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PhD defence: Arouna Diallo

Published on December 11, 2020 Updated on December 15, 2020
Le 16 December 2020 De 14:00 à 16:00

Analyse économique de la pauvreté énergétique : Le cas de la Côte d’Ivoire


Pascale Combes-Motel, Professor, Université Clermont Auvergne
Sonia Schwartz, Professor, Université Clermont Auvergne
Alban Alphonse Ahoure, Associate Professor, Université Felix Houphouët Boigny
Valérie Berenger, Professor, Université de Toulon
Dorothée Charlier, Associate Professor, Université de Savoie
Zié Ballo, Professor, Université Felix Houphouët Boigny


The provision of energy services is recognized as an essential foundation for achieving the Sustainable Development Goals (SDGs) by 2030. Sub-Saharan Africa has the largest number of energy-poor people: more than 600 million people have no access to electricity and more than 905 million people continue to rely on biomass for cooking particularly in rural areas (IEA, 2019). This thesis contributes to the literature by analyzing the link between energy poverty and development. It studies the case of Côte d'Ivoire, which has one of the highest rates of access to electricity in West Africa and Sub-Saharan Africa.

The first chapter provides an overview of the energy sector situation in Côte d'Ivoire. The literature review shows that despite the deployment of various past and current energy programs in the country, much effort remains to be done to achieve the objective of providing energy in quantity and quality to all.

The second chapter constructs a multidimensional energy poverty index adapted to the economic and social conditions of Côte d'Ivoire to measure the extent and magnitude of this phenomenon in the country. The quantitative analysis shows that energy poverty affects nearly 66% of the population in Côte d'Ivoire with strong disparities between the rural (91% of the rural population) and urban areas (40% of the population residing in cities). The chapter then highlights the determinants of energy poverty. The econometric results indicate that the socio-economic characteristics of the head of household, the place of residence, women’s bargaining power, and household composition are the main determinants of energy poverty in Côte d’Ivoire. This study concludes that a substantial effort by governments and donors is still needed to enable households to have access to clean energy.

Chapter 3 examines the determinants of household cooking fuels. Our results indicate that an older household head, a household head with a partner, and a household that is far from the sub-prefecture negatively affect the choice of liquefied petroleum gas (LPG) as the main cooking fuel over firewood in Côte d’Ivoire. Conversely, living in an urban area, living in a modern house, a female-headed household, a highly educated household head, higher household wealth, access to electricity, and the ownership of a gas stove have a positive effect on the adoption of LPG as the main cooking fuel. We propose to strengthen support for the use of LPG. To motivate the household to use clean cooking fuels, policymakers could strengthen poverty reduction policies, increase the supply of education, and make LPG available throughout the country.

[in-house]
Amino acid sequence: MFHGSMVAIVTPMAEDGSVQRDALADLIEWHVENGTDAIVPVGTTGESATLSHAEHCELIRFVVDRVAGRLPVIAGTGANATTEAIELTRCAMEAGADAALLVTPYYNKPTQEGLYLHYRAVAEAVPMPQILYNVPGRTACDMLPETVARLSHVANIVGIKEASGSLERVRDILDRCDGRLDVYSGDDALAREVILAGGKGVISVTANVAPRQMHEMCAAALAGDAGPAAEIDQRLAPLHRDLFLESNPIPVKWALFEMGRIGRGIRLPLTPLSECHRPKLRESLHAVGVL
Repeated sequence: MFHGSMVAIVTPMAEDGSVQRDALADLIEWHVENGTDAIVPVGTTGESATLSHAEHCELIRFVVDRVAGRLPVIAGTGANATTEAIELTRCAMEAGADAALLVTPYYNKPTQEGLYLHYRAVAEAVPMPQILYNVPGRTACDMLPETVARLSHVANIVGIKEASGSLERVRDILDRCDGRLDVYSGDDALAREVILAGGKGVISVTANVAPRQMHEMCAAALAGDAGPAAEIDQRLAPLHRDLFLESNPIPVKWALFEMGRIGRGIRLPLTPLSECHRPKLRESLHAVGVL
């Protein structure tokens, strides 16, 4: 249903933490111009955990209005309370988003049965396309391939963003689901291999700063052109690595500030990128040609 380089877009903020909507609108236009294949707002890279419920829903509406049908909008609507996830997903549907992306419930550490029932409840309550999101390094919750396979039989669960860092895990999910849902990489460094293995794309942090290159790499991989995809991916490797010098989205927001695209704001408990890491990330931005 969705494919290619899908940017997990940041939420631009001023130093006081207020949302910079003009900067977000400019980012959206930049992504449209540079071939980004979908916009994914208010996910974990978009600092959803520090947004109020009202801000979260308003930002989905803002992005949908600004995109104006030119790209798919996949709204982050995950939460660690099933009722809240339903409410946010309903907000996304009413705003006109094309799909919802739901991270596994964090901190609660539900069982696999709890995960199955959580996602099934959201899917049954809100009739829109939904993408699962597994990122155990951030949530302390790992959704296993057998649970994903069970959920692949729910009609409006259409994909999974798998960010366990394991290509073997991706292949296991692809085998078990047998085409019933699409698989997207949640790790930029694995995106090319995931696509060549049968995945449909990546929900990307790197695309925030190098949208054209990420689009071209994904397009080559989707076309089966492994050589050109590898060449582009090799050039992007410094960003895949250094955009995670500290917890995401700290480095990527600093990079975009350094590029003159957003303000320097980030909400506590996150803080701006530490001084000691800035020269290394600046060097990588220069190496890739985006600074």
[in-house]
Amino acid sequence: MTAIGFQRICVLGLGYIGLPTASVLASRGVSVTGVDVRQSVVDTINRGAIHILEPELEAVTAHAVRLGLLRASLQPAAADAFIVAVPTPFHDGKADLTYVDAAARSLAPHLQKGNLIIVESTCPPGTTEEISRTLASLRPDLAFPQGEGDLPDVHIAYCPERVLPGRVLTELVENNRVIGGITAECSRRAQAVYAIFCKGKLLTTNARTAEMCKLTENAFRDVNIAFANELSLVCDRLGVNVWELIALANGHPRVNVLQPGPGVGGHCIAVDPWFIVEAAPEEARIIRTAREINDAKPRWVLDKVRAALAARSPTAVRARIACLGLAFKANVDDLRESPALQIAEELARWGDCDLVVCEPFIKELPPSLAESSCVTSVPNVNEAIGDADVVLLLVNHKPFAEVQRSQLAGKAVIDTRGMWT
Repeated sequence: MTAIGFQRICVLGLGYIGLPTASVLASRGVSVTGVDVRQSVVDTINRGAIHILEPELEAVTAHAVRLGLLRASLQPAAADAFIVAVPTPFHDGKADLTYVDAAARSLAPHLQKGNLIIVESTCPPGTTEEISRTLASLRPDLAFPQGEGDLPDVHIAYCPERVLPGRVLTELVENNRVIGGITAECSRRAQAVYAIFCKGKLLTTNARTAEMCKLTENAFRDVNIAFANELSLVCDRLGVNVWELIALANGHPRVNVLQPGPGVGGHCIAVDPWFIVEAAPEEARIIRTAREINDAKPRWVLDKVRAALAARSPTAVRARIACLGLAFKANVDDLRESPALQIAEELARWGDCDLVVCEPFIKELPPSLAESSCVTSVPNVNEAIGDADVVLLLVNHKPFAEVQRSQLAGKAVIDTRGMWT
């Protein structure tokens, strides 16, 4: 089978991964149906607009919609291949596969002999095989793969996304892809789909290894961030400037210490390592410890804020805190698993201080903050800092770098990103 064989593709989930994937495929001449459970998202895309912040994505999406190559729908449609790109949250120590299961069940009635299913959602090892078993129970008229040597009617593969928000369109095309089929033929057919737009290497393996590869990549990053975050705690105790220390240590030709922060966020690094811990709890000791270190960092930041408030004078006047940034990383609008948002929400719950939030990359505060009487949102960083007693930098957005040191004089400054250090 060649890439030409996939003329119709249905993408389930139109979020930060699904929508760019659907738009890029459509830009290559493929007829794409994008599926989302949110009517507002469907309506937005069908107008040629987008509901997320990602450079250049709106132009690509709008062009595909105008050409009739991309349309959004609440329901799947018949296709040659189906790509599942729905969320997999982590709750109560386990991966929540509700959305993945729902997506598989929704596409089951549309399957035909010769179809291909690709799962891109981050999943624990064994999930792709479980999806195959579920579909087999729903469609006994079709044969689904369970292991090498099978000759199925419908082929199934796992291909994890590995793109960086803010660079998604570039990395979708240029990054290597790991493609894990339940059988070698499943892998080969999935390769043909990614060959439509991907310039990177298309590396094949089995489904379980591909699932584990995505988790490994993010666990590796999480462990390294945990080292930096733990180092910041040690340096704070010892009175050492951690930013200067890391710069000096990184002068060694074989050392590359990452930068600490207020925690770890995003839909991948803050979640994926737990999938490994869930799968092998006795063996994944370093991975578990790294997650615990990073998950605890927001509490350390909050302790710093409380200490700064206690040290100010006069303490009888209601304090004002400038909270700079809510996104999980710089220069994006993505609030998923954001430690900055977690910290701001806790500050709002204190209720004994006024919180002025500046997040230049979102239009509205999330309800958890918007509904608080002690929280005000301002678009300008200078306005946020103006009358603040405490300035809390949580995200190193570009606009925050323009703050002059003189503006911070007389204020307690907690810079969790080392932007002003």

Chapter 4 looks at the effect of household access to electricity on poverty levels in Côte d'Ivoire. The results indicate that there is a positive and significant effect of access to electricity on per capita consumer spending. We show that having access to electricity increases per capita household consumption expenditure by 5.2 to 23.3 percent. Furthermore, our results also show that the lower the regional rate of access to electricity, the higher the regional poverty rate. The various results of the study call for policies to combat energy poverty such as the promotion of renewable energies, the improvement of an institutional framework favorable to renewable energies, the extension of access to the domestic solar system to off-grid areas, and the implementation of incentives for the use of renewable energies (reduction of customs and fiscal taxes on equipment enabling the production of renewable energies).


Energy poverty, Electricity for All program (PEPT), National Program for Rural Electrification (PRONER), Multidimensional Energy Poverty Index (MEPI), Deprivation, logistic model, Côte d'Ivoire, Cooking fuels, Multinomial logit analysis, access to electricity, poverty, Oaxaca-Blinder decomposition, LSMS.